"This story is not about Mormonism," states Tara Westover in the Introduction to her memoir, Educated. As such, you won't find much in the book that is critical of the author's fundamentalist upbringing. Plenty of bad things happen, often due to wilful negligence, but no blame is attributed.
So what is the story about? If it's not about how religious beliefs can twist logic, maybe it's about how toxic patriarchy within families prevents women from living their lives as they choose. But again, there's no criticism of this in the book. The fact that wives and daughters are in danger of being abused seems to raise no emotion. Who will look out for Tara's sister-in-law and her children? Does anyone care? The message seems to be that it's up to the woman to sort herself out, just as Tara did. It's no-one else's problem.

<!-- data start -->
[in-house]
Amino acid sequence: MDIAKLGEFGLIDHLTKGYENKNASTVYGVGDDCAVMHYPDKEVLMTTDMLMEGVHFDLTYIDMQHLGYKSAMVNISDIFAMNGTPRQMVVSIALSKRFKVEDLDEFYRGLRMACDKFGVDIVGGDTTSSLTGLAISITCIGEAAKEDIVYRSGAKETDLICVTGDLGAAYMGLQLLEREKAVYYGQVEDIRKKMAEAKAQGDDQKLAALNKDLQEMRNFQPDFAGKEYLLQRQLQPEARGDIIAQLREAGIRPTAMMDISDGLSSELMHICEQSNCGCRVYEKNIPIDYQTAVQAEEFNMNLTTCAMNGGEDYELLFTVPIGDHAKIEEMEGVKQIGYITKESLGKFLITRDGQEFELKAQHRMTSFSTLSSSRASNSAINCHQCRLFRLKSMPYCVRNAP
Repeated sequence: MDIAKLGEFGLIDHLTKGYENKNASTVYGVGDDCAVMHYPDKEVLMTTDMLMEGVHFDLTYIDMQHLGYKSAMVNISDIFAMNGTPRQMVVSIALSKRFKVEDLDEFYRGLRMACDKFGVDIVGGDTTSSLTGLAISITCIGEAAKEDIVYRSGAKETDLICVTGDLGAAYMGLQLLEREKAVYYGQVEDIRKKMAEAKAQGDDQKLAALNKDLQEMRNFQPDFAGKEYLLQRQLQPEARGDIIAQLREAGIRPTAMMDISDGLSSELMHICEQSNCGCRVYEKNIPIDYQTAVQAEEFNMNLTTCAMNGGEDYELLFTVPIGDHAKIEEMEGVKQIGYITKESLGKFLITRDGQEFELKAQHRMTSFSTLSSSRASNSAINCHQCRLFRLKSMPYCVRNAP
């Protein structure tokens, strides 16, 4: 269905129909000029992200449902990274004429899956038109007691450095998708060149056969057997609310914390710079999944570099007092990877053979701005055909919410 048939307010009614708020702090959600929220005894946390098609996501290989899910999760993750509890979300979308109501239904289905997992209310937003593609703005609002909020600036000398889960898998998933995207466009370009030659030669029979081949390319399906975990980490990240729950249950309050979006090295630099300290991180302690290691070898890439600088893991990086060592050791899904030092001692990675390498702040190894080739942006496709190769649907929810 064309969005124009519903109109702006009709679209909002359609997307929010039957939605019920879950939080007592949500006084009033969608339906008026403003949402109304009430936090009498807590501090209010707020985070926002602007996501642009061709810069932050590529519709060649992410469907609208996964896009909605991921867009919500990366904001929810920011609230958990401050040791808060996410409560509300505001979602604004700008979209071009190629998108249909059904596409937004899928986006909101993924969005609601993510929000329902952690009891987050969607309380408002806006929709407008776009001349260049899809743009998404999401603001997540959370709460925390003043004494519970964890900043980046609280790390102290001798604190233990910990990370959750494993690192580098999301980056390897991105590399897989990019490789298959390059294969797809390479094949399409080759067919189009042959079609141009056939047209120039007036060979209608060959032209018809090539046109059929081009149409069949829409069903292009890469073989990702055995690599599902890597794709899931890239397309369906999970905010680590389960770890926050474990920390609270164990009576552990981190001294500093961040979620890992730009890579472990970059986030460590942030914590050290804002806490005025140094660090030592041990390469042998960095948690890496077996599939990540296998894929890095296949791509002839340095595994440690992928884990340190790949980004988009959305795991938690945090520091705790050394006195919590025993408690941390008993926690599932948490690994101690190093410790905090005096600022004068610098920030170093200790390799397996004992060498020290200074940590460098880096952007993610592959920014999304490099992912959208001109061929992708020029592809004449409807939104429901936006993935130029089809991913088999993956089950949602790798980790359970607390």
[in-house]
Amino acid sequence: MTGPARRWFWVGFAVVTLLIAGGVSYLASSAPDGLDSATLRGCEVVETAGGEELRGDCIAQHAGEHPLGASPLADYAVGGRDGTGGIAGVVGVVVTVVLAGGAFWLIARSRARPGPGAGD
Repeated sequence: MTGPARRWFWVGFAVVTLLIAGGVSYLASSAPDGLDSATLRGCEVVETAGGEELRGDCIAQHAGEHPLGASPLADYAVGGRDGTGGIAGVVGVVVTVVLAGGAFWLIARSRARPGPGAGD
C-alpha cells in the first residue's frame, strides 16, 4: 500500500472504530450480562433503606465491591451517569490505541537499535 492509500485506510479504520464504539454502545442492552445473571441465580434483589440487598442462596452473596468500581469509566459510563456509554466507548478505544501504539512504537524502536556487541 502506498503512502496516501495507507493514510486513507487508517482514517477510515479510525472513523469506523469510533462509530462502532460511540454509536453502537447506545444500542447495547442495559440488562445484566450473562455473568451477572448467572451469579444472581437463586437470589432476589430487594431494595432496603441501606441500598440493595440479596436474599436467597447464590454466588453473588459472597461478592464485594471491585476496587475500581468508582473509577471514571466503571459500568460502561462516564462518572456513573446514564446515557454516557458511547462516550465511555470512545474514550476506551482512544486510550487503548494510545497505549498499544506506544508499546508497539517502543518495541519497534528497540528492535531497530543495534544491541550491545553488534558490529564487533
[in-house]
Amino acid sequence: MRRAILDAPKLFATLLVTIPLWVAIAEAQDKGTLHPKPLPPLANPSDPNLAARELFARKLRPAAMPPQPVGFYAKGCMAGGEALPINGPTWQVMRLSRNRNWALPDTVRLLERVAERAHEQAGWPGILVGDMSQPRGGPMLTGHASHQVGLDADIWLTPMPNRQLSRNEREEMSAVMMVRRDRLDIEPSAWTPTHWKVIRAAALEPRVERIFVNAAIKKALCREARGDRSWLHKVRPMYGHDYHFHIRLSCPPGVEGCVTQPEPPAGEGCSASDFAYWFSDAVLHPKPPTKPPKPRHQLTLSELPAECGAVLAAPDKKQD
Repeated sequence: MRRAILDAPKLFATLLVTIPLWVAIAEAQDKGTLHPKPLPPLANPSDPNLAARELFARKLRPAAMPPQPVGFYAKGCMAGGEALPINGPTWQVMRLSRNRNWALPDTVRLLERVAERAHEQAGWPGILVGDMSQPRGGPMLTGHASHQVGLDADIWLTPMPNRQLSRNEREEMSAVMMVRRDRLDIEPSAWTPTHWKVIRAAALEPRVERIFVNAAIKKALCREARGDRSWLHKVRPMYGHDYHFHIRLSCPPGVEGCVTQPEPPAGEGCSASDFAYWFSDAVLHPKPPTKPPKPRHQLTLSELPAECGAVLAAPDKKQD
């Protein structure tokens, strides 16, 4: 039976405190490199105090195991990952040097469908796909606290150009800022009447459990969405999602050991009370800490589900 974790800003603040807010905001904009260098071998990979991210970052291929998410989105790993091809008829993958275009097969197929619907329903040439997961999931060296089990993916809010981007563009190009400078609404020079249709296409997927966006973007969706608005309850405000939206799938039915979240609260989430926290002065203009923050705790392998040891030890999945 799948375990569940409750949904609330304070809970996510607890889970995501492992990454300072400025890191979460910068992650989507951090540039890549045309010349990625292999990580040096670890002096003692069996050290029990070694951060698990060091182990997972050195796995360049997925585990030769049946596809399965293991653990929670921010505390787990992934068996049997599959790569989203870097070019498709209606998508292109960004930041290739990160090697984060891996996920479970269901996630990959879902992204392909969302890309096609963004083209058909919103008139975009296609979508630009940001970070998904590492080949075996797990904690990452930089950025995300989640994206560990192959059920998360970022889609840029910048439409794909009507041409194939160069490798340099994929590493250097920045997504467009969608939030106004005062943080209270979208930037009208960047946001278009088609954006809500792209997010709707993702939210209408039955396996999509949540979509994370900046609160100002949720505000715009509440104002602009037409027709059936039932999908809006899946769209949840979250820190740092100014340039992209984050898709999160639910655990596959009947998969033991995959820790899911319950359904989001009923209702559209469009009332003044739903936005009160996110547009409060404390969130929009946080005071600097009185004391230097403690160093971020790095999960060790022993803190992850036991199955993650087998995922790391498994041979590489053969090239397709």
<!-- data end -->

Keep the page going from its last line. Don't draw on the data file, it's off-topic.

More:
Educated then, is about just one woman's desire to learn, and the conflict that that desire produced, both within herself and her family. It's about taking individual responsibility for your life. All very inspiring, but for this reader, ultimately self-centred and unsatisfying.